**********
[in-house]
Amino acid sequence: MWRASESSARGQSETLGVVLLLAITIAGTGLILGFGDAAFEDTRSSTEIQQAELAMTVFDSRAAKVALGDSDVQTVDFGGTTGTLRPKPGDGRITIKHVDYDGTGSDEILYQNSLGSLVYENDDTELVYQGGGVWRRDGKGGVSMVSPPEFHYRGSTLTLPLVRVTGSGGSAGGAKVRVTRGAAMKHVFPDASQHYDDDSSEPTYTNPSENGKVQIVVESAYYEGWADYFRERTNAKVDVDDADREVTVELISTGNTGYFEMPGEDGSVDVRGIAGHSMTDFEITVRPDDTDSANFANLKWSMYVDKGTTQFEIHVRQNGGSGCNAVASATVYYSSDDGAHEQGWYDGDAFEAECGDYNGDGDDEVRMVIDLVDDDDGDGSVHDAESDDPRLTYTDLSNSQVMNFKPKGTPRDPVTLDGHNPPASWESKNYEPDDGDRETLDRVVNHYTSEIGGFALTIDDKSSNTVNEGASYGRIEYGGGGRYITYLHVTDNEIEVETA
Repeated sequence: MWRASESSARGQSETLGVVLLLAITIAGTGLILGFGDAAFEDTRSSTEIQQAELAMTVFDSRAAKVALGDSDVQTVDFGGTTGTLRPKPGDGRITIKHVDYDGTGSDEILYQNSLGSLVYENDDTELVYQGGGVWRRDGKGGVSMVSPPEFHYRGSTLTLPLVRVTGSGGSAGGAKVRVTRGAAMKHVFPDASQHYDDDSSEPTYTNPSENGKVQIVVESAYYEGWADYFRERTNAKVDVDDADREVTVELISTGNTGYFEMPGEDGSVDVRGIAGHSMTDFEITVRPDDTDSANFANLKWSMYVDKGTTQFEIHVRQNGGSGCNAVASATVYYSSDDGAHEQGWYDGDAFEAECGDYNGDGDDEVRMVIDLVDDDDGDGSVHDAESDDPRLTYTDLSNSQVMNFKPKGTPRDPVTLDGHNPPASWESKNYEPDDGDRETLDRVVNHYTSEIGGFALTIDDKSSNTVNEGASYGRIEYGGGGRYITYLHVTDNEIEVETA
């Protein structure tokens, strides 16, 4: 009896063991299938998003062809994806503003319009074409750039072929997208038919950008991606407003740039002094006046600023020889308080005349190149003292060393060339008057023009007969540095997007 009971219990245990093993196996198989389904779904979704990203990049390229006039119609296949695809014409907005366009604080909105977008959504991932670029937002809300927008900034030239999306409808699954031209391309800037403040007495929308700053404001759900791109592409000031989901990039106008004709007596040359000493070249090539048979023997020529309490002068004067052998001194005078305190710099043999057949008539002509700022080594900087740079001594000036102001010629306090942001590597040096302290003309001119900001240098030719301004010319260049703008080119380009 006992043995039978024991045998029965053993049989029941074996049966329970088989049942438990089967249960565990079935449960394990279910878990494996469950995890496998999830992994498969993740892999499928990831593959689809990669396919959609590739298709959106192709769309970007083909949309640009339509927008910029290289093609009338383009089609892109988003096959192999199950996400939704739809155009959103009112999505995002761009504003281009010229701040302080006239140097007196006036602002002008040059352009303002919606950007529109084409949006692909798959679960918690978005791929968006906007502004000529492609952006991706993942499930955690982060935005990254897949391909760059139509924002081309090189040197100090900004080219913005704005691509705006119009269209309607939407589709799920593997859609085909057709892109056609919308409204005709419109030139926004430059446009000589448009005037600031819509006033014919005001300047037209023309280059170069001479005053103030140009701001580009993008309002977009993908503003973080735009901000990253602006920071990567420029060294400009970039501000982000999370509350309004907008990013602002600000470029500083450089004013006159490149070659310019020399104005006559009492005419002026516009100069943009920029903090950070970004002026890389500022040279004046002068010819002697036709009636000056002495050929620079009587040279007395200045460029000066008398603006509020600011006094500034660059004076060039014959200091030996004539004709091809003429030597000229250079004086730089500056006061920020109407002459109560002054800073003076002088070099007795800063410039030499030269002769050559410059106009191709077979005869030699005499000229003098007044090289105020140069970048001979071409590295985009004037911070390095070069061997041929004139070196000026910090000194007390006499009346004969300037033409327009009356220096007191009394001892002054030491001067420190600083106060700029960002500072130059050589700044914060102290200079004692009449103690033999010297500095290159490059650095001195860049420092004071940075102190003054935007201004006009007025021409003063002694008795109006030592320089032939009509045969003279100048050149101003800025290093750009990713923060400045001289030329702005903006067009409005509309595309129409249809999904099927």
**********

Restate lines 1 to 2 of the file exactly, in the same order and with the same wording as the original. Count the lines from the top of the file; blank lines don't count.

[in-house]
Amino acid sequence: MWRASESSARGQSETLGVVLLLAITIAGTGLILGFGDAAFEDTRSSTEIQQAELAMTVFDSRAAKVALGDSDVQTVDFGGTTGTLRPKPGDGRITIKHVDYDGTGSDEILYQNSLGSLVYENDDTELVYQGGGVWRRDGKGGVSMVSPPEFHYRGSTLTLPLVRVTGSGGSAGGAKVRVTRGAAMKHVFPDASQHYDDDSSEPTYTNPSENGKVQIVVESAYYEGWADYFRERTNAKVDVDDADREVTVELISTGNTGYFEMPGEDGSVDVRGIAGHSMTDFEITVRPDDTDSANFANLKWSMYVDKGTTQFEIHVRQNGGSGCNAVASATVYYSSDDGAHEQGWYDGDAFEAECGDYNGDGDDEVRMVIDLVDDDDGDGSVHDAESDDPRLTYTDLSNSQVMNFKPKGTPRDPVTLDGHNPPASWESKNYEPDDGDRETLDRVVNHYTSEIGGFALTIDDKSSNTVNEGASYGRIEYGGGGRYITYLHVTDNEIEVETA